Good to know about the thryroid connection to the startle response though. I’ll keep that in mind for the future!

    • Venomous snakes are actually less likely to bite you than non-venomous snakes. Venom is a limited resource for the snakes, and if they use it in a bite, they have to wait for their glands to replenish it. And venom is important to them, it’s how they get their food! Using it on a defensive bite is a waste of valuable venom if you can get away without it! Non-venomous snakes lose nothing by biting you, and so will do so far more readily.

      Snakes are pretty awesome creatures, though, and a case study in how evolution works to produce strange combinations. Limblessness was an advantage early in their evolutionary history, but is as terrestrial, non-fossorial animals, but their other adaptations have more than made up for it, allowing the group to be remarkably successful.

      I love snakes myself. Beautiful animals.

      But I can add another datapoint to the whole “Camera knows no fear” phenomena. I’m somewhat afraid of wasps (especially big ones), but give me a camera and its, “I need to get one really great picture, let me get a little closer!”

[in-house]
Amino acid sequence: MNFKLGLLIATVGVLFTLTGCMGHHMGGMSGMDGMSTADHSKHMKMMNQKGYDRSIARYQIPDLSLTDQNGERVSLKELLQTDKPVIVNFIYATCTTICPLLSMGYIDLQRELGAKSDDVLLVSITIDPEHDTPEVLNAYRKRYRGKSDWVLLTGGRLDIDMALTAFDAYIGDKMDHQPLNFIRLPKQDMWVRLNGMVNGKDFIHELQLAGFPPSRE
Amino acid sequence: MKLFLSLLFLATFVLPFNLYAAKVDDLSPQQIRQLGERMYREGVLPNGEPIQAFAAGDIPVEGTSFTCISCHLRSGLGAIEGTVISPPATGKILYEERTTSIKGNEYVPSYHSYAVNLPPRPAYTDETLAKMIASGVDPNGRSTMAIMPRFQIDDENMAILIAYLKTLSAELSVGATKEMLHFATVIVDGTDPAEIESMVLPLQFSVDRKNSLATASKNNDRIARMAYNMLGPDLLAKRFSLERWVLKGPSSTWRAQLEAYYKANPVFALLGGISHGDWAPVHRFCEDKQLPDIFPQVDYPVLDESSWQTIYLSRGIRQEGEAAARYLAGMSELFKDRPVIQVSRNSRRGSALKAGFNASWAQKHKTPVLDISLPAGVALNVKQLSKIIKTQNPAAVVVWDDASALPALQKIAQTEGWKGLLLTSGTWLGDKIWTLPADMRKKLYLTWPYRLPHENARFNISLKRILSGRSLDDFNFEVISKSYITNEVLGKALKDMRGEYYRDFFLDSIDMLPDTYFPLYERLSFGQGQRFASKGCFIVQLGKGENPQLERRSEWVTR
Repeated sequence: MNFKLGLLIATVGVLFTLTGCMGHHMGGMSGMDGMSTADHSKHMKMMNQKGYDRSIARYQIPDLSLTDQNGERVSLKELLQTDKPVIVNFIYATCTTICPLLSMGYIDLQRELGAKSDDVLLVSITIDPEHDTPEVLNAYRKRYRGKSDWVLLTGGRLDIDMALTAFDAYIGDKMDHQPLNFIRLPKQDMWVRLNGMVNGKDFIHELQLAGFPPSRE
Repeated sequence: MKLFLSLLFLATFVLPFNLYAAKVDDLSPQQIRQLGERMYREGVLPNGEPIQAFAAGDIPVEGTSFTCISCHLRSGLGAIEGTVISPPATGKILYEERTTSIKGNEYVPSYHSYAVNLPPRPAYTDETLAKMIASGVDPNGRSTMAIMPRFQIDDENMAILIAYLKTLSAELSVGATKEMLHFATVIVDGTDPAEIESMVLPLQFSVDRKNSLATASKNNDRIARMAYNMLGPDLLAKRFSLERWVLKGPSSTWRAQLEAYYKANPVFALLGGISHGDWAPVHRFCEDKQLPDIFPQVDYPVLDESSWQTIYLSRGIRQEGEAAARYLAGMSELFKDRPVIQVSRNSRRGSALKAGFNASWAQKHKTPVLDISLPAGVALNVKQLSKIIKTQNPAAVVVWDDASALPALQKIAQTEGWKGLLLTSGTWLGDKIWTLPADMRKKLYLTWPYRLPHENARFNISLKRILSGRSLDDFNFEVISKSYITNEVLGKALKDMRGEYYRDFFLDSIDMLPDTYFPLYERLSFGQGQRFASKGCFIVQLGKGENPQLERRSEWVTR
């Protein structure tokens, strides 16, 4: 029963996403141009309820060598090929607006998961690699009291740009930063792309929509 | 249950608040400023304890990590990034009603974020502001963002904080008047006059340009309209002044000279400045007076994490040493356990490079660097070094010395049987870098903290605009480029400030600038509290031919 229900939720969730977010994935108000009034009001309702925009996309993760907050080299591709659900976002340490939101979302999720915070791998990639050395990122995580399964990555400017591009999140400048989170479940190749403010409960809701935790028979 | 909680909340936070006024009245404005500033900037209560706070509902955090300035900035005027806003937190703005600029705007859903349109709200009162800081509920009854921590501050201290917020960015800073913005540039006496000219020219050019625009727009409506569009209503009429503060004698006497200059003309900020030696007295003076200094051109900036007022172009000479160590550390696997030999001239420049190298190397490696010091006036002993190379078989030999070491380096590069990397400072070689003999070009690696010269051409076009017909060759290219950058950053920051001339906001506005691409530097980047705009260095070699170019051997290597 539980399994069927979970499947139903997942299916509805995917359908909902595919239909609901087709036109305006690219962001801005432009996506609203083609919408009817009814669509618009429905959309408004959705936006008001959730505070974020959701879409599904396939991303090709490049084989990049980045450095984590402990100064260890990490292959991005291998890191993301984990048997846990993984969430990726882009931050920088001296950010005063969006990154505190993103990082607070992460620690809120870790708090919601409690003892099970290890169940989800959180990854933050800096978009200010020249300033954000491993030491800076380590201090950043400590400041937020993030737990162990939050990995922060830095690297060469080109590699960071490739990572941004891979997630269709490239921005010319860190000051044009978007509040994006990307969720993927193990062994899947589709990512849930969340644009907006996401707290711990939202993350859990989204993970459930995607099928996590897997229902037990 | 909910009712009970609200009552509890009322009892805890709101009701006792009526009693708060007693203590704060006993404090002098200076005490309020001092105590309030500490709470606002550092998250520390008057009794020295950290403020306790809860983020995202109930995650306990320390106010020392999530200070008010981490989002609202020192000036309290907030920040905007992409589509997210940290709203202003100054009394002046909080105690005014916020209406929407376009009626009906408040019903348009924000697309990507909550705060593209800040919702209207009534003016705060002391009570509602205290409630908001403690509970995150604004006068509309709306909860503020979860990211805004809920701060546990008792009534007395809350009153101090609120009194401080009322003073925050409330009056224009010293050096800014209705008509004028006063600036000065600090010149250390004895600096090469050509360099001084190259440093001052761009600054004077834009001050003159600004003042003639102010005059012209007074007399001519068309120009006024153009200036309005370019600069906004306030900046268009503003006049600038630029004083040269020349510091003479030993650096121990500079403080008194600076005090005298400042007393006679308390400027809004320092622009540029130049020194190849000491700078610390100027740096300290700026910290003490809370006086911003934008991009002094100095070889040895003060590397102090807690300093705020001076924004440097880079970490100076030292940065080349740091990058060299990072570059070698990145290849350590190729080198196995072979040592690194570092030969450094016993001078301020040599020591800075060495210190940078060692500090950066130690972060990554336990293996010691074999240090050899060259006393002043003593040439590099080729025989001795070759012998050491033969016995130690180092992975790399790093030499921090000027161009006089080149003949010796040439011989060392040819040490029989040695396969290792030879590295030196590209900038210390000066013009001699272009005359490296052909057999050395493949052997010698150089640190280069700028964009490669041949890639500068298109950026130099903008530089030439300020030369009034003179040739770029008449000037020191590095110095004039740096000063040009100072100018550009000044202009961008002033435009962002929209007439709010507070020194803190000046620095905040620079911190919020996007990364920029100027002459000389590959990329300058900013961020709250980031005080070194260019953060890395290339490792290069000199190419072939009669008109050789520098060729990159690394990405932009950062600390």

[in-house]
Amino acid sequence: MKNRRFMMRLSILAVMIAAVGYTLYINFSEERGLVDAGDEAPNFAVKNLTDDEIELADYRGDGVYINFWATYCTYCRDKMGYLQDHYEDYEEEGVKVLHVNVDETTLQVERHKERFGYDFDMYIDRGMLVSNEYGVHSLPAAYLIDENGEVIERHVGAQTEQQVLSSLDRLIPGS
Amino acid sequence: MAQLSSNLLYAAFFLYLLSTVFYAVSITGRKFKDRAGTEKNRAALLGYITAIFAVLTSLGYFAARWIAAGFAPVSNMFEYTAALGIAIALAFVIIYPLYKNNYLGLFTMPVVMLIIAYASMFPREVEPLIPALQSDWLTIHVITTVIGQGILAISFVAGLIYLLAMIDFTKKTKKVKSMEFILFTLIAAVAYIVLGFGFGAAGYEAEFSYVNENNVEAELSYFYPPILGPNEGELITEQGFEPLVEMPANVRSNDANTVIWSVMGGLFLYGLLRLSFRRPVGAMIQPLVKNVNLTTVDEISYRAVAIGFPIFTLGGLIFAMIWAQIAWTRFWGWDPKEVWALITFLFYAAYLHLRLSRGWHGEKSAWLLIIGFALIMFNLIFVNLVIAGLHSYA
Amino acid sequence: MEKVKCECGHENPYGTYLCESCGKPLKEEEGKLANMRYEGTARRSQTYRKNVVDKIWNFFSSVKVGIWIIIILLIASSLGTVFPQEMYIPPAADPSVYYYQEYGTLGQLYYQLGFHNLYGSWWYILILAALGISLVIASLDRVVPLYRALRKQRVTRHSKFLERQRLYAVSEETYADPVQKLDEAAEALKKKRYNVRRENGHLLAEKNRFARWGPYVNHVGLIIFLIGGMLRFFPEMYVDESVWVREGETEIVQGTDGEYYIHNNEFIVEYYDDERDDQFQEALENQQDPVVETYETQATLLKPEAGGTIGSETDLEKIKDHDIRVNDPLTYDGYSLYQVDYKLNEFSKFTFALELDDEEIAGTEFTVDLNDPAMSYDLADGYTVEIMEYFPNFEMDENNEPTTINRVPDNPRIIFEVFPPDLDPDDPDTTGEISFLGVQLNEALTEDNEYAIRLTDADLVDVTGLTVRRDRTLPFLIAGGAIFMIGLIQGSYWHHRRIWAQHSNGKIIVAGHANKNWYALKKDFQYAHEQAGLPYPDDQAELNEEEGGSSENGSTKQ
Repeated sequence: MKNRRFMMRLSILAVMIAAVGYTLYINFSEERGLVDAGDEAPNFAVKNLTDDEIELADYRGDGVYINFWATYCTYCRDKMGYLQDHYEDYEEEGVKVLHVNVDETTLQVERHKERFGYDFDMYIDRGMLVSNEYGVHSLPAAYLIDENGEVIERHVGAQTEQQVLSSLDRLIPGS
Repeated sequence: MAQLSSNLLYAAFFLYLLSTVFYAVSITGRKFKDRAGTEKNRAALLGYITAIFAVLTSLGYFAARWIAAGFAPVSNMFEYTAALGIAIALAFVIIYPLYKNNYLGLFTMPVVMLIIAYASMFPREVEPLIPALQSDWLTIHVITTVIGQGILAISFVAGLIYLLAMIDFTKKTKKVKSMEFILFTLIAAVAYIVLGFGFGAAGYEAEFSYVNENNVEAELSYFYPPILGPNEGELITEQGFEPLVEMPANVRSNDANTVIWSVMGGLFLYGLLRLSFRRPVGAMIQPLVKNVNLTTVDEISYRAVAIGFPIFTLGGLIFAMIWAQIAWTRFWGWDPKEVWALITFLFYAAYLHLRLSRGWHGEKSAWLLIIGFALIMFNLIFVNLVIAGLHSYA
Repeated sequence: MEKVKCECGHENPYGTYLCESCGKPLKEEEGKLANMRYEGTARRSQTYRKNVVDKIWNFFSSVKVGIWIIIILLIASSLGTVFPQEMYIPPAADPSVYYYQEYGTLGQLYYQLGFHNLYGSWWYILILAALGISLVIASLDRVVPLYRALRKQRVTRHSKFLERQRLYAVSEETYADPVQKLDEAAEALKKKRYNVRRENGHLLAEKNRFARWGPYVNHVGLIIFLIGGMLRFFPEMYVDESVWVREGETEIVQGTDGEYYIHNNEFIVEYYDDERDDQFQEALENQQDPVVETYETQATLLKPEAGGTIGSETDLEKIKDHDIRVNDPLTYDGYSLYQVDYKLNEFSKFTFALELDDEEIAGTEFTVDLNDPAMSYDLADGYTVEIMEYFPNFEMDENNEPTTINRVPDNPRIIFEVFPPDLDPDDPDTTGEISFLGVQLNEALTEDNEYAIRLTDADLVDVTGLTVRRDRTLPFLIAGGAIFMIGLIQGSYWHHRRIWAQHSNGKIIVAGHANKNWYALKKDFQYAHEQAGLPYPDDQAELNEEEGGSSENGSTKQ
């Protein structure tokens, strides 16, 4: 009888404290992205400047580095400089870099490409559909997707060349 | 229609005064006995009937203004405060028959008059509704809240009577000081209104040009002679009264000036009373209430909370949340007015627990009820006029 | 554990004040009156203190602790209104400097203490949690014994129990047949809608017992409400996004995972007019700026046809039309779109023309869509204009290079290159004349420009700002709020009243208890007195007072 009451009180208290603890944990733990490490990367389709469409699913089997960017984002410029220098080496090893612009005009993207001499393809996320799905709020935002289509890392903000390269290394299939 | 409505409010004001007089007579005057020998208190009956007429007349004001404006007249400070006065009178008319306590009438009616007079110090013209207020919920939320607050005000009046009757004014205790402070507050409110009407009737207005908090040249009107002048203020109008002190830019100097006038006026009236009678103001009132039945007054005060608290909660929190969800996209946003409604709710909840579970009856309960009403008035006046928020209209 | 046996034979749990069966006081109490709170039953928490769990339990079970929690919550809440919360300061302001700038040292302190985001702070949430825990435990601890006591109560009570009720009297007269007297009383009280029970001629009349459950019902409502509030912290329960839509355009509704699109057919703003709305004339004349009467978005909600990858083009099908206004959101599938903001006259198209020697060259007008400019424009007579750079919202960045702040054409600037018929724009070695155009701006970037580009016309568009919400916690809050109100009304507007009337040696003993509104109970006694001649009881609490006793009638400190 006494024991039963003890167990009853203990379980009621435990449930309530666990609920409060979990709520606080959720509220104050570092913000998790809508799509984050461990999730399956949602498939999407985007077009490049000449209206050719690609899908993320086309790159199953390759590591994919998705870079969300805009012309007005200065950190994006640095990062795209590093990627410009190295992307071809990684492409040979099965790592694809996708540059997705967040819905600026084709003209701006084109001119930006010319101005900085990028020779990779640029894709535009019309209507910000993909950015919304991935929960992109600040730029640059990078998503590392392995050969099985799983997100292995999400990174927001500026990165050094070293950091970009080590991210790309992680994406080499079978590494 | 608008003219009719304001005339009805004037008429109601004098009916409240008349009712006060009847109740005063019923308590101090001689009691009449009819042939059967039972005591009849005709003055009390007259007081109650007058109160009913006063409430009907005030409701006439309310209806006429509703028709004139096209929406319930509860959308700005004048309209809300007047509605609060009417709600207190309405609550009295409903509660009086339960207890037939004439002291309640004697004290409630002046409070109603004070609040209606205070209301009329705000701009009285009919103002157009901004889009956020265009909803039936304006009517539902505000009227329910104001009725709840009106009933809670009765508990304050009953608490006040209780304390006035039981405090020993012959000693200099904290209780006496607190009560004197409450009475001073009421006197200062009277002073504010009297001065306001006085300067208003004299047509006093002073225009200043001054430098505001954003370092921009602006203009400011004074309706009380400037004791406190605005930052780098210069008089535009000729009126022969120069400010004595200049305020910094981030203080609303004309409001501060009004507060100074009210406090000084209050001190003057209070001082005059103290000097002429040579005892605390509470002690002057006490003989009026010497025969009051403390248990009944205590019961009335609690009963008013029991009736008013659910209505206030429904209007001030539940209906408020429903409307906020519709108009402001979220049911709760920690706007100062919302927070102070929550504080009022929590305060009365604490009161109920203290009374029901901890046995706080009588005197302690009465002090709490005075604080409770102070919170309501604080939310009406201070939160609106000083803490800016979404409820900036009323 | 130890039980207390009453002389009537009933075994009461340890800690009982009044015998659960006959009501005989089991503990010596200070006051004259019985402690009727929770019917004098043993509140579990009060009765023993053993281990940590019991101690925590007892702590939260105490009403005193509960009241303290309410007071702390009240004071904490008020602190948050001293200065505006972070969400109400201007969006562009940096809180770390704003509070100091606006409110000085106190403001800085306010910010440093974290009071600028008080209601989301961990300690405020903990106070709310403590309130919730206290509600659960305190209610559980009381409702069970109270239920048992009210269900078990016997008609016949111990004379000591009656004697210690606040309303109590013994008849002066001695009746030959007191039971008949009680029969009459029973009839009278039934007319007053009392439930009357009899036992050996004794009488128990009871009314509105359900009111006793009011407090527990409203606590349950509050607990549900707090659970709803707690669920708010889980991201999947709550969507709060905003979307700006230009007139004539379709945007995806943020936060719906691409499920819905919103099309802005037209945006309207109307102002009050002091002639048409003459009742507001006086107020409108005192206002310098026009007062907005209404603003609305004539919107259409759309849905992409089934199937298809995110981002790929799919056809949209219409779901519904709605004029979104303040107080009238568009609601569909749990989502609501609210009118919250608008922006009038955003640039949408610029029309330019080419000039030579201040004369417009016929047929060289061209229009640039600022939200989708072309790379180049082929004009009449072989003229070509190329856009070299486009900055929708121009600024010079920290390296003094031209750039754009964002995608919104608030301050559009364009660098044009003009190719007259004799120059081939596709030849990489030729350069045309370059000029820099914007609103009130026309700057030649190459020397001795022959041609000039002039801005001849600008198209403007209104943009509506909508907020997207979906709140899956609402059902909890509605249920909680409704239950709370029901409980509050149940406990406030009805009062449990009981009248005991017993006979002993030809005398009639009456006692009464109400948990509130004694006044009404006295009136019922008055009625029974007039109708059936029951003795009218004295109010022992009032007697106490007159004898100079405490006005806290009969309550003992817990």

• I’m a little shocked by how many people are telling me they’re fearless behind cameras. This is interesting! And I am glad you mentioned that the non-venomous snakes are more likely to bite than the venomous ones too. I know a few herpertologists and several herp enthusiasts and the snake they complain about in my part of the world is the non-venomous coachwhip. It apparently has a nasty temper, but… One of the color variants is black, which means I usually run as fast as I can the other direction when I see one rather than sticking around to see how feisty it actually is…

        • We have coachwhip snakes around here, and they are very aggressive snakes with nasty bites. Most snakes bite you, then open their mouths and pull back, leaving you with neat punctures. Coachwhips will bite, and then pull back while still clamped on, leaving a series of nasty gashes. Still, it’s very effective in convincing a person not to bother coachwhips. : – )